News Brief

Ugandan Lawmakers Have Brawled Two Days In a Row Over Debates About the Presidential Age Limit

Debates over the presidential age limit in Uganda has led to physical altercations between MPs in the House for two days in a row.

Things are getting spectacularly intense as Uganda's government debates raising the presidential age limit.

Lawmakers have come to actual blows over a proposed change to the constitution which would allow for the country's long-standing leader, President Yoweri Museveni, to run for re-election after the age of 75.

The argument was so heated that meetings have resulted in flat-out brawls between lawmakers. Video footage of MPs pushing, shoving, kicking and throwing chairs and microphone stands at one another have been circulating on social media. Reuters reports that at least two female MPs were carried out of the chambers after collapsing during Wednesday's hearing, and 25 other members—who were standing in opposition to the proposed extension—were forcibly removed for their involvement in the previous day's scuffles.

The countries communication regulator banned live broadcasts of the meeting after Tuesday's disruption, but clips of today's session have been shared on Twitter.

Parliament communications director Chris Obore told Reuters that the motion to lift the age curb had passed, and that MPs from the ruling party had been given a month to submit a bill for review in the House.

Removing the presidential age barrier in the country, which currently stands at 75, would allow for 73-year-old Museveni to remain in power beyond 2021 when the country's next elections are scheduled. He's been in office since 1986.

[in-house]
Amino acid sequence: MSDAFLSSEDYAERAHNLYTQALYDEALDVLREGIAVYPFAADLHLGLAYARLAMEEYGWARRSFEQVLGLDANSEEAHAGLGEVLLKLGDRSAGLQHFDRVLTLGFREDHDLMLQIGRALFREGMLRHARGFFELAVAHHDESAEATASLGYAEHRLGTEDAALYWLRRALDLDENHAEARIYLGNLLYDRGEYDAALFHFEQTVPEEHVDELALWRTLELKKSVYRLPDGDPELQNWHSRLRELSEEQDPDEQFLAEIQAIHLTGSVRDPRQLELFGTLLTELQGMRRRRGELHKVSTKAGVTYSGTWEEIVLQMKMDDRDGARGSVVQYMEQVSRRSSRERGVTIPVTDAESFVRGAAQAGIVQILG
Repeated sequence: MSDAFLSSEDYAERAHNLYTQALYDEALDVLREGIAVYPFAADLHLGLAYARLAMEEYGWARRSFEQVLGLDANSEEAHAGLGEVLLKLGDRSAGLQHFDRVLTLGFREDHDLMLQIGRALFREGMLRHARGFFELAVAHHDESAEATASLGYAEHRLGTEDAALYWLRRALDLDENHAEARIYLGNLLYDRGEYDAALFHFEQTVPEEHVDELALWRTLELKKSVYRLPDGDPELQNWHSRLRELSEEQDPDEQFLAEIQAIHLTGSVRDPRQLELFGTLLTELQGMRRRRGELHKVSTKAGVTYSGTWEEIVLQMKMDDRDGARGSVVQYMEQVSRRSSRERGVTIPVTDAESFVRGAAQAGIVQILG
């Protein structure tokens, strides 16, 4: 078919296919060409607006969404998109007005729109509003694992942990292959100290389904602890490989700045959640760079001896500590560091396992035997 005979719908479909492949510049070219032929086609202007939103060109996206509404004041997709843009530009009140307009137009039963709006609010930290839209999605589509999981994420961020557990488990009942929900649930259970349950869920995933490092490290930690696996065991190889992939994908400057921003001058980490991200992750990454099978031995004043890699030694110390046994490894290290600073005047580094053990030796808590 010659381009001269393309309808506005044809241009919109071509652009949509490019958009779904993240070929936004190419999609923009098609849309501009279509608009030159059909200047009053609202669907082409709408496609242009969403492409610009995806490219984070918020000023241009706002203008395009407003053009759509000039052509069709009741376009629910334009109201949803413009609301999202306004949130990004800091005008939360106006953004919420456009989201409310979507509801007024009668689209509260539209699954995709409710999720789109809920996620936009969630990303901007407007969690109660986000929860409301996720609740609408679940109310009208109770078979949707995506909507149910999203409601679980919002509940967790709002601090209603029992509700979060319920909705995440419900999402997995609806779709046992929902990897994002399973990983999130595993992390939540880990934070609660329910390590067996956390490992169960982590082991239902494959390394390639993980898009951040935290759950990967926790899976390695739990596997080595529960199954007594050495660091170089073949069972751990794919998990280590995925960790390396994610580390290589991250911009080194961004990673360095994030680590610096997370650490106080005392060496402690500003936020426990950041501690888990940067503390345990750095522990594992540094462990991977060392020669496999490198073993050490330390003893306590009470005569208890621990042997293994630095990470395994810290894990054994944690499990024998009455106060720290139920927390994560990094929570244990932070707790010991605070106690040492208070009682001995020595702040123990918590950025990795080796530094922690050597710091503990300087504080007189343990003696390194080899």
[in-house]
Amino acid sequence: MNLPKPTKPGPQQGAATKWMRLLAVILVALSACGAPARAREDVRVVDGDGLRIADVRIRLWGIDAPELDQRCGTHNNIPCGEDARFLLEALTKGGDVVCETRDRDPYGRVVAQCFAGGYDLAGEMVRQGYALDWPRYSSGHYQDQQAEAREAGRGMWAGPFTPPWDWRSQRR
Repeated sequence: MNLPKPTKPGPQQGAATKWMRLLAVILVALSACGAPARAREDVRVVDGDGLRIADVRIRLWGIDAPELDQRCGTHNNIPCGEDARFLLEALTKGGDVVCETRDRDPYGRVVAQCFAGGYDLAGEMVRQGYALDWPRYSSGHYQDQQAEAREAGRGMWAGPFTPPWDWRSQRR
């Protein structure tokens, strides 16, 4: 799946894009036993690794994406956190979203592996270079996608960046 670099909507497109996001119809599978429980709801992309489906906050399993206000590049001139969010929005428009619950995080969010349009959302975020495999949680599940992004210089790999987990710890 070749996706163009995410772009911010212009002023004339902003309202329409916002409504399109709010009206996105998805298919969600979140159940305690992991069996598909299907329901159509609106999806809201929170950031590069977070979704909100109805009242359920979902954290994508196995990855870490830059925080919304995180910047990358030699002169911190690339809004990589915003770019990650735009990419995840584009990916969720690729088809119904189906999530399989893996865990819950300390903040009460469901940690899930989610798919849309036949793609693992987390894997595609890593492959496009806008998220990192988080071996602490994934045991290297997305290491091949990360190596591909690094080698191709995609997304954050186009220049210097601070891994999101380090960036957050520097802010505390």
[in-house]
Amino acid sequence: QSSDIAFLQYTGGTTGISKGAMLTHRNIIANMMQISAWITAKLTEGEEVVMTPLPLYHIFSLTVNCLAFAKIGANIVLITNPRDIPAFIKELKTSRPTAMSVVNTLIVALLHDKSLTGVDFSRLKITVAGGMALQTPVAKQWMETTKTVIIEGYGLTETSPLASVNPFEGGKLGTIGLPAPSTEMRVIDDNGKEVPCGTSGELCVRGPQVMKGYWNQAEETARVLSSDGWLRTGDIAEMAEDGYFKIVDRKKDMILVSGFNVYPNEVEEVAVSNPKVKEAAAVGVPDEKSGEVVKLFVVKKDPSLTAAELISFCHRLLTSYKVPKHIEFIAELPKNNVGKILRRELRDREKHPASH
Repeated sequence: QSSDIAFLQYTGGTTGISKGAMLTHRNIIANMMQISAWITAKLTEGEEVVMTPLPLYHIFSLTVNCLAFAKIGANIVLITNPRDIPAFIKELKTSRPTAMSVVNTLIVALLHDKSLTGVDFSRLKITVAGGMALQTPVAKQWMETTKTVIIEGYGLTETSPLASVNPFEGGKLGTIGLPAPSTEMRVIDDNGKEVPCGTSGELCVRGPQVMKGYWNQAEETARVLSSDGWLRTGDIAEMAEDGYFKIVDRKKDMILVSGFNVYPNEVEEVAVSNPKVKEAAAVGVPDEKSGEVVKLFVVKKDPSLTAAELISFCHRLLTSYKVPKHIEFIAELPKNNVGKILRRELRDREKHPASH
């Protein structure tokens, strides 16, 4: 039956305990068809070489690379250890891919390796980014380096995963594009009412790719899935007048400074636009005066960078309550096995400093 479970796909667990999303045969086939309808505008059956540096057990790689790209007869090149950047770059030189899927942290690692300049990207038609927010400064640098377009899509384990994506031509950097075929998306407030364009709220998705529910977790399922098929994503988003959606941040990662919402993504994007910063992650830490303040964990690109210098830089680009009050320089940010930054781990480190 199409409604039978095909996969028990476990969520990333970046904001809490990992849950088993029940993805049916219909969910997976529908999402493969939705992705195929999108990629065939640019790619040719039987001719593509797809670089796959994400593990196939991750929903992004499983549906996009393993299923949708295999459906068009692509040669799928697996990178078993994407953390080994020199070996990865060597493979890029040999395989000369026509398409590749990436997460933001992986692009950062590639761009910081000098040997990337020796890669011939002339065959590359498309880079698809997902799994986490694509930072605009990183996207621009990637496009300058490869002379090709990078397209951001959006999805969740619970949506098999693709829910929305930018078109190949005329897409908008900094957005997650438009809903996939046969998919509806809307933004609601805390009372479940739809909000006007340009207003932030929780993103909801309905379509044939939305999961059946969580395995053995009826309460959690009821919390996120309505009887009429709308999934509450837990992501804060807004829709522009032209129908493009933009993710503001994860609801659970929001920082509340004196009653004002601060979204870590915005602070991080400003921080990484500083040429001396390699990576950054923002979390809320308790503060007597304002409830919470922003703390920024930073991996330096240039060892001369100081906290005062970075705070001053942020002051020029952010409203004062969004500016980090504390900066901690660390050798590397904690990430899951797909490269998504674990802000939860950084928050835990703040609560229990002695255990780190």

The highly contested motion, also referred to as the "life presidency bill," sparked mass protests in the country staring earlier this month. Protestors have been tear gassed during demonstrations and a number of local journalists have been arrested.

 

News Brief
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Six Things History Will Remember Kenneth Kaunda For

News of Kenneth David Kaunda's passing, at age 97, has reverberated across the globe. Kaunda, affectionately known as KK, was Zambia's first President from 1964 to 1991.

Following Nelson Mandela's passing in December 2013, Kenneth Kaunda became Africa's last standing hero. Now with his passing on Thursday, June 17 — after being admitted to the Maina Soko Military Hospital in Lusaka earlier in the week — this signals the end of Africa's liberation history chapter.

It is tempting to make saints out of the departed. The former Zambian struggle hero did many great things. He was, after all, one of the giants of the continent's struggle against colonialism. Ultimately however, he was a human being. And as with all humans, he lived a complicated and colourful life.

Here are six facts you might not have known about him.

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